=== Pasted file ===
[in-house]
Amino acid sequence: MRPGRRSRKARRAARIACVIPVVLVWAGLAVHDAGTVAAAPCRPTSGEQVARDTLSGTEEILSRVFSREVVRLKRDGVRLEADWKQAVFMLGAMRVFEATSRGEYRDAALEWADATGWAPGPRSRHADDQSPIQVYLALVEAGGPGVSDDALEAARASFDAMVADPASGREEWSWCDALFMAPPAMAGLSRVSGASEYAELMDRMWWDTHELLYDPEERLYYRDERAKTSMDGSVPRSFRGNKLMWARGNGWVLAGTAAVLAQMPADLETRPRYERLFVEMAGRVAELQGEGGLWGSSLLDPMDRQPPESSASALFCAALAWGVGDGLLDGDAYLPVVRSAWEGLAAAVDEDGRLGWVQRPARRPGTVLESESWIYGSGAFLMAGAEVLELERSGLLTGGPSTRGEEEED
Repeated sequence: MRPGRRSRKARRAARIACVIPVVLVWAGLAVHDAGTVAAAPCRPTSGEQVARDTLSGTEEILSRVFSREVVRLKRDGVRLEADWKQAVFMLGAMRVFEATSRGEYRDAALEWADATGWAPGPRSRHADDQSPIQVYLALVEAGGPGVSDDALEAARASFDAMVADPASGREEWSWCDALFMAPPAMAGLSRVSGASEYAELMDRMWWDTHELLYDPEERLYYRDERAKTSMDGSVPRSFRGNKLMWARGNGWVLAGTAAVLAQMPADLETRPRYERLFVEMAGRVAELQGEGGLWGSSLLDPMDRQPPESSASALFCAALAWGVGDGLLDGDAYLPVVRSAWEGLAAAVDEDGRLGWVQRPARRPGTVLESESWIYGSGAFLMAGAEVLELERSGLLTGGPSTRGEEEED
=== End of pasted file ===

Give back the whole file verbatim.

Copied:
[in-house]
Amino acid sequence: MRPGRRSRKARRAARIACVIPVVLVWAGLAVHDAGTVAAAPCRPTSGEQVARDTLSGTEEILSRVFSREVVRLKRDGVRLEADWKQAVFMLGAMRVFEATSRGEYRDAALEWADATGWAPGPRSRHADDQSPIQVYLALVEAGGPGVSDDALEAARASFDAMVADPASGREEWSWCDALFMAPPAMAGLSRVSGASEYAELMDRMWWDTHELLYDPEERLYYRDERAKTSMDGSVPRSFRGNKLMWARGNGWVLAGTAAVLAQMPADLETRPRYERLFVEMAGRVAELQGEGGLWGSSLLDPMDRQPPESSASALFCAALAWGVGDGLLDGDAYLPVVRSAWEGLAAAVDEDGRLGWVQRPARRPGTVLESESWIYGSGAFLMAGAEVLELERSGLLTGGPSTRGEEEED
Repeated sequence: MRPGRRSRKARRAARIACVIPVVLVWAGLAVHDAGTVAAAPCRPTSGEQVARDTLSGTEEILSRVFSREVVRLKRDGVRLEADWKQAVFMLGAMRVFEATSRGEYRDAALEWADATGWAPGPRSRHADDQSPIQVYLALVEAGGPGVSDDALEAARASFDAMVADPASGREEWSWCDALFMAPPAMAGLSRVSGASEYAELMDRMWWDTHELLYDPEERLYYRDERAKTSMDGSVPRSFRGNKLMWARGNGWVLAGTAAVLAQMPADLETRPRYERLFVEMAGRVAELQGEGGLWGSSLLDPMDRQPPESSASALFCAALAWGVGDGLLDGDAYLPVVRSAWEGLAAAVDEDGRLGWVQRPARRPGTVLESESWIYGSGAFLMAGAEVLELERSGLLTGGPSTRGEEEED